Lloyd’s List made it clear that the affected vessels are “mainly cruiseships, ro-ro passengers ferries and yachts” but also include “at least one product tanker and one transhipment barge.”

Paroc’s parent company, Owens Corning, acknowledged the failed certification, stating that: “We have suspended the distribution and sales of these products and have alerted the relevant regulatory authorities. In parallel, we recalled the products and notified our customers.”

Underwriters Want to Avoid a Panic?

The underwriters expressed to Lloyd’s List the desire for “full disclosure” but recognized the shipping industry’s desire to deal with the issue discretely rather than in public. The insurers also seemed to recognize the cruise lines'”obvious desire to minimize the kind of publicity that could deter cruiseship bookings.”

One insurer with what was described as having a “substantial exposure to cruiseships” informed Lloyd’s List “we don’t know which the other ships are, but we will be inquiring. Gently, because we don’t want to create a panic.”

Business As Usual for Cruise Lines and Travel Agents

Meanwhile, travel agents are continuing to sell cruises on the heavily marketed new ship without a clear disclosure whether the fire hazard has been abated.

More importantly, the public and crew members are sailing on many dozens of other cruise ships which may contain the potentially dangerous panels without any disclosure by the cruise lines. As we discussed in Which Cruise Ships are Equipped With Faulty Paroc Fire-Resistant Panels? (The Cruise Lines, Product Supplier, Shipyards and CLIA Won’t Say!), major cruise lines like Carnival Cruise Line, Royal Caribbean, Norwegian Cruise Line and MSC Cruises may be operating cruise ships with the faulty panels installed.

Paroc advertises that its product were installed in numerous cruise ships owned by Royal Caribbean, including the Oasis of the Seas, Allure of the Seas, Explorer of the Seas, Mariner of the Seas, Navigator of the Seas and Voyager of the Seas. “250 full truck loads of Paroc products” were used in building the Oasis of the Sea alone, according to Paroc.

It is unknown whether any of the companies operating the 45 ships at sea have any intention of inspecting and testing the panels used in their construction to determine whether they meet fire safety standards. The traveling public has an absolute right to understand this basic safety issue. Unfortunately, the cruise lines are committed to keeping this information secret.

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Images: Paroc Fire Insulation Materials – Paroc Group; Explora I Explora Journeys; Oasis of the SeasParoc Group

According to The Straights Times, sometime in the very early hours of Monday, July 31st, Royal Caribbean cruise passenger Jakesh Sahani, age 70, woke up to find his 64 year-old wife, Reeta Sahani, missing from their cabin on the Spectrum of the Seas as it sailed back to Singapore. The Royal Caribbean ship was returning from a four day cruise to ports in Malaysia.

Wife Allegedly Sitting Atop A Railing?

The article originally states that the “retiree tried to locate his 64-year-old wife on the sprawling cruise ship but did not succeed, so he informed the ship’s crew, who later told him that his wife was (allegedly) seen sitting atop a railing at about 4 am, according to closed-circuit television (CCTV) footage.” (emphasis added). The next sentence originally stated: “The ship’s overboard detection systems meanwhile had been alerted that something had fallen from the vessel into the Singapore Strait.”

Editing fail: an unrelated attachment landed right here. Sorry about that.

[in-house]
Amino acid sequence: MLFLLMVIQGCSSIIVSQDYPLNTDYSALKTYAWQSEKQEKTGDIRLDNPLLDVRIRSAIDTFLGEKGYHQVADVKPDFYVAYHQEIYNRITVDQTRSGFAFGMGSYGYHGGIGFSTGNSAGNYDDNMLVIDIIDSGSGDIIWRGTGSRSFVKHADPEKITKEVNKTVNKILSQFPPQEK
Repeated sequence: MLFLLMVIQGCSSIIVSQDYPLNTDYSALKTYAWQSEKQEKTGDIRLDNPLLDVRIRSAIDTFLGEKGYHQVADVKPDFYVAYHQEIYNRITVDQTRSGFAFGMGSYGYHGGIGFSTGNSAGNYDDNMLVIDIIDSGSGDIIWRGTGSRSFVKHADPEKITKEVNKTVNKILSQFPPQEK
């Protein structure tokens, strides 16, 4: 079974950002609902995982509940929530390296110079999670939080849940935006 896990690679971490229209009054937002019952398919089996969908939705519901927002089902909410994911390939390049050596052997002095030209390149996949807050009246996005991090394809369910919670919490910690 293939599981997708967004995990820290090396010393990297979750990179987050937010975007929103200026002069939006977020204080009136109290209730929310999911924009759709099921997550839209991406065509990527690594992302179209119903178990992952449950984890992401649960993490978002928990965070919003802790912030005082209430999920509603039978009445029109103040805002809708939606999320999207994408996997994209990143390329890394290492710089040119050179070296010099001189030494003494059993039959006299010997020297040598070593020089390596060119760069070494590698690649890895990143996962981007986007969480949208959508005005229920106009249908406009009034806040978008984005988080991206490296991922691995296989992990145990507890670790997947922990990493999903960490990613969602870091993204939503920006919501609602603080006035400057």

The newspaper was subsequently “updated,” without explanation, to omit any reference to the allegation that the wife had allegedly been “seen sitting atop a railing at about 4 am . . . ”

No Mention of “Sitting Atop A Railing” But A MOB “Detection System” Alerting A Fall?

The revised sentence now reads: “The retiree tried to locate his 64-year-old wife on the sprawling cruise ship but did not succeed, so he informed the ship’s crew, who later told him the ship’s overboard detection systems had been alerted that something had fallen from the vessel into the Singapore Strait.”

Putting aside, for the moment, that The Straights Times subsequently abandoned the claim that Ms. Sahani was allegedly “sitting atop a railing,” the article fails to state when her husband first noticed her to be absent from her cabin, or how long her husband looked for her, or when he finally reported her missing from the ship. Assuming that crew members told Mr. Sahani that his wife was seen on CCTV sitting on a railing (as the newspaper first claimed), there’s no indication when or who allegedly saw her on CCTV or when the cruise line first reported her missing from the ship.

The other curious issue raised by this questionable reporting is the reference to the alleged “overboard detection systems”(“MOB system”) on the ship. To my knowledge, Royal Caribbean is one of many cruise companies which has steadfastly refused to install state-of-the-art automatic MOB systems for the past thirteen years. If there were such a system on the ship which was allegedly triggered because “something had fallen from the vessel in the Singapore Strait” why didn’t Royal Caribbean immediately initiate search and rescue efforts shortly after the woman was allegedly seen on CCTV at 4:00 a.m. on the rails? Why did it wait for nearly an hour (until 7:50 a.m.) after it arrived at port in Singapore (at around 7:00 a.m.) and many hours after she went overboard to notify maritime authorities identified as the Maritime Rescue Coordination Centre (MRCC) Singapore?